Source: Contemporary Issues in Technology and Teacher Education, 9(3), 280-315. (2009)
(Reviewed by the Portal Team)
The goal of this study was to examine the effects of inserting laptops and science technology tools into middle school environments while providing responsive professional development in the classrooms of motivated middle school science teachers.
The authors considered the following research questions:
What is the impact on students’ learning and science knowledge when teachers employ inquiry pedagogies with technological tools?
How do students perceive themselves as learners and their teachers’ efforts with technology to improve science teaching?
Which educational technologies do students perceive as helpful in learning science?
This study was conducted at a suburban middle school, located in the state of New York. Working together with a local university, two middle school science teaching faculty members wrote and aligned curricula, explored relevant science education literature, tested lessons with summer school students, and prepared evaluation measures for their year-long implementation of laptops, probeware, and other scientific hardware and software.
This quasi-experimental study revealed differences in student achievement, responses to pedagogy, and effectiveness of tools implemented by teachers over the course of the year.
The technology made it easier to both gather and understand the information, because it was presented in a way the students preferred. Students felt that technology helped facilitate their learning in ways that they had not experienced in previous years.
Science Teachers’ Use of Technology
Project science teachers said that their students’ accounts reflected that using technology was novel, but more importantly, that certain aspects of the technology were inherently helpful to them for learning science. Noting not only students’ comments but also students’ behaviors, teachers saw increases in students’ motivation and academic achievement as their students expressed appreciation and use of other learning styles, rather than just being told information.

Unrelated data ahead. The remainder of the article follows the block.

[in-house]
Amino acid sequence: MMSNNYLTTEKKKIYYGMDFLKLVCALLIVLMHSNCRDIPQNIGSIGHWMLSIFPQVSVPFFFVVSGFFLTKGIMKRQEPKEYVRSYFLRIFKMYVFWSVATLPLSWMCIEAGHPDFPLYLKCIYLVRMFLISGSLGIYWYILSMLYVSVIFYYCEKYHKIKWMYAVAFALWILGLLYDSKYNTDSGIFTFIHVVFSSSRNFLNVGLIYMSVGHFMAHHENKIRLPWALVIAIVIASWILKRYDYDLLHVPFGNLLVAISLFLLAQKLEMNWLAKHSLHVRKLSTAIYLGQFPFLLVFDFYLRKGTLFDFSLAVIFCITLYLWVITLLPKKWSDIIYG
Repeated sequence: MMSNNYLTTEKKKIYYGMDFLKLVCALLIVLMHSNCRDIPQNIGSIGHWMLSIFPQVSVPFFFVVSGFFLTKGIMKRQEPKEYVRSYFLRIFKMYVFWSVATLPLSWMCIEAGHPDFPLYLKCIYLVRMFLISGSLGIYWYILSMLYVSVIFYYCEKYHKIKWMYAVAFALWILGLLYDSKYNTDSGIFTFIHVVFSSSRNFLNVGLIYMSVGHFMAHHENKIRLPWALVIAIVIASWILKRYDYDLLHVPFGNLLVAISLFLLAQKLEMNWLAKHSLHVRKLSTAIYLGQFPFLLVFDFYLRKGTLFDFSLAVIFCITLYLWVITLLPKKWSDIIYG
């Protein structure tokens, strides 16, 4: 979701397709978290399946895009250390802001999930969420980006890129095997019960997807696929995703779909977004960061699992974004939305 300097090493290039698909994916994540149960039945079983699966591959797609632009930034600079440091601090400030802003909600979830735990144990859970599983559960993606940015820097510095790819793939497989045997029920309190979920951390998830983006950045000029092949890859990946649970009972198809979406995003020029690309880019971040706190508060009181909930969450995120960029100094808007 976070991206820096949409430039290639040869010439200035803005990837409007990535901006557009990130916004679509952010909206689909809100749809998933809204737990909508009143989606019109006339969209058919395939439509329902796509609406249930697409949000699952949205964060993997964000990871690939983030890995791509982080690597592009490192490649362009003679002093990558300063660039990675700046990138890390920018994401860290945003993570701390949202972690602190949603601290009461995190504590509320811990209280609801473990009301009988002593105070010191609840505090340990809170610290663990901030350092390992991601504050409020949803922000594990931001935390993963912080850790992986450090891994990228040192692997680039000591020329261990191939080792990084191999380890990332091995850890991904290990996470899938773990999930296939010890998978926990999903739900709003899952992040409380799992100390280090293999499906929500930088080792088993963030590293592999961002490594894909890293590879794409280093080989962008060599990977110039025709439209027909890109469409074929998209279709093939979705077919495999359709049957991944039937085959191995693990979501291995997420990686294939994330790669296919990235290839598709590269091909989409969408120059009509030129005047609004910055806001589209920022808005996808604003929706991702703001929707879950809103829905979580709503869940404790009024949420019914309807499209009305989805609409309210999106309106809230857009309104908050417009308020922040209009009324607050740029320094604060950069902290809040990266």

Students’ Response to Technological and Pedagogical Shifts
Students’ Achievement Indicates More Project Students Than Nonproject Students Were Able to Succeed With Technological and Pedagogical Classroom Shifts. Though this middle school’s students achieve at high levels relative to the rest of the state of New York, students in the project classrooms showed increased achievement across the board where curriculum areas were targeted. More importantly, students reported specific ways technology assisted them in learning science concepts.
The authors argue that not only students found their teachers to be more effective, teachers themselves also reported renewed vigor in their teaching, and their scores improved from their prior years’ successes. Teachers compared their own students’ achievement to those of past years and saw improvement as well and noted comments from students informing them about important changes they had observed that would not have happened in the former poorly equipped environment.
Implications are discussed for the effectiveness of laptops in science, as well as future studies identifying differences in instructional practices associated with technology tools.